If a mother is stressed or ambivalent about being pregnant, or if the womb is extremely toxic, the fetus may adopt a strategy of becoming invisible, feeling shame in existing that remains throughout life.
GHIA can also form when breathing is compromised from drowning, high fever, or sustained high stress such as growing up with racism, poverty and war, plus any trauma that shocks the entire body like intense drug and near-death experiences. But the focus for this blog is on GHIA, related to womb or preverbal traumas.
SE teacher Ariel Giarretto (LMFT, SEP, CMT, CSB) explains GHIA as an activation which happens very quickly, lodging in the torso and affecting our organs, our lungs, our heart, our digestion. Everything clenches up and clamps down. Our attempts to regulate by constricting, locking the jaw, tightening the body to get smaller and so forth only makes it worse.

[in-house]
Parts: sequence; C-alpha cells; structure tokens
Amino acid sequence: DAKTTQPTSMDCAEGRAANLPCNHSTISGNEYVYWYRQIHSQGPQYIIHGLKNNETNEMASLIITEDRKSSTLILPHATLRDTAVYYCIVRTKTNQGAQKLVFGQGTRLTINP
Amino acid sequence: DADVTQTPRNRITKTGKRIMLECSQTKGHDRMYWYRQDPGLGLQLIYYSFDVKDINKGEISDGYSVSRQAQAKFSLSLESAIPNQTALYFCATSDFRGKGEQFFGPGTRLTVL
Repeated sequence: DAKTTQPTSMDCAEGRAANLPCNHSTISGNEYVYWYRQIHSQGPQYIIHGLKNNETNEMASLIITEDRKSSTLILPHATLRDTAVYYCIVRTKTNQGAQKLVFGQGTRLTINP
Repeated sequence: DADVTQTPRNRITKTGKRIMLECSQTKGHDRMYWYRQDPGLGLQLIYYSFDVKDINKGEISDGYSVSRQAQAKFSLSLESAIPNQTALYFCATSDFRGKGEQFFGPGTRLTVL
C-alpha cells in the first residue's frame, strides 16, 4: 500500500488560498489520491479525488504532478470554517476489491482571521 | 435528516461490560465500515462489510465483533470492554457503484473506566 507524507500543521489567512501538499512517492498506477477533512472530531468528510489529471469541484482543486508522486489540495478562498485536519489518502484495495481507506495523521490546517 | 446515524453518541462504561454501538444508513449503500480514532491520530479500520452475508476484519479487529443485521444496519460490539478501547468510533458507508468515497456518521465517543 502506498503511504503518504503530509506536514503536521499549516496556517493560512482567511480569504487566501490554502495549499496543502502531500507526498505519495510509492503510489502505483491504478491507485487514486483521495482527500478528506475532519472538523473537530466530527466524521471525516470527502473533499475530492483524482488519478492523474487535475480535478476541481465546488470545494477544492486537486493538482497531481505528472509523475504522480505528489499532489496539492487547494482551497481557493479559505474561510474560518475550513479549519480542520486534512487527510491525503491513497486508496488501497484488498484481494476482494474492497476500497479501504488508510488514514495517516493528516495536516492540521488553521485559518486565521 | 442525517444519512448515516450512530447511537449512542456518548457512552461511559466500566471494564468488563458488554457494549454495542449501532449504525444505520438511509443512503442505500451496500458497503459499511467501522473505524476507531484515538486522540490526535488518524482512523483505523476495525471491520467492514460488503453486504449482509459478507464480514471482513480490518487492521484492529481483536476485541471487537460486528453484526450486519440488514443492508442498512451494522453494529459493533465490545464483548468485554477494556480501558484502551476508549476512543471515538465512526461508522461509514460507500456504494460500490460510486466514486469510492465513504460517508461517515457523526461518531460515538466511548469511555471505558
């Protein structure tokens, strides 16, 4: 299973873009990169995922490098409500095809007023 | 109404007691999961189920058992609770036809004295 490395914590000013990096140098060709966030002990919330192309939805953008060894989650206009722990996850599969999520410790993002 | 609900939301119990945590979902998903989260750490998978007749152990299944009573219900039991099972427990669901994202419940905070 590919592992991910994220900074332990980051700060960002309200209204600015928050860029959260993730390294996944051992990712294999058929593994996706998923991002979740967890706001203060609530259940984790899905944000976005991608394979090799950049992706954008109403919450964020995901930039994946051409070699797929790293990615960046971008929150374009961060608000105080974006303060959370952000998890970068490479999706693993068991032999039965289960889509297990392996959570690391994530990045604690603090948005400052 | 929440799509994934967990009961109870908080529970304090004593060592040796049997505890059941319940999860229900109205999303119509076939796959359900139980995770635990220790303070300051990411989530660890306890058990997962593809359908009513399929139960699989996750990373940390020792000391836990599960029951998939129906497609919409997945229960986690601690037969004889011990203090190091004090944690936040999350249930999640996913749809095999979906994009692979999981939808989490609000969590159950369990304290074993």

Dr. Nickerson says pattern can be a deep constant in the background causing big reactions to life stressors. It can emerge unexpectedly in new relationships, with authority figures, long meditations, and life transitions such as getting married, having a baby, divorce, death of a loved one, new job, moving, etc.
Some with GHIA avoid feeling high arousal by keeping busy such as with work or excessive exercise. Others may be chronically collapsed or depressed. Still, others hold back arousal with high muscular tension and strong will. They may push through things, not discerning when it’s too much, unable to accept that it’s OK to have limitations. It’s common to flip between two or three of these GHIA presentations.
Because of early and profound systemic dysregulation, some with GHIA are more prone to inflammation & autoimmune disorders. They may have issues like chronic fatigue, fibromyalgia, asthma, IBS, skin & digestive, migraines, ADHD and OCD.
Since NARM (Neuro-Affective Relational Model™ for healing attachment, relational and developmental trauma) is foundational in my work, I’d like to share some insights relating to GHIA from the book, Healing Developmental Trauma by my NARM teacher Laurence Heller, PhD, and Aline LaPierre, PsyD.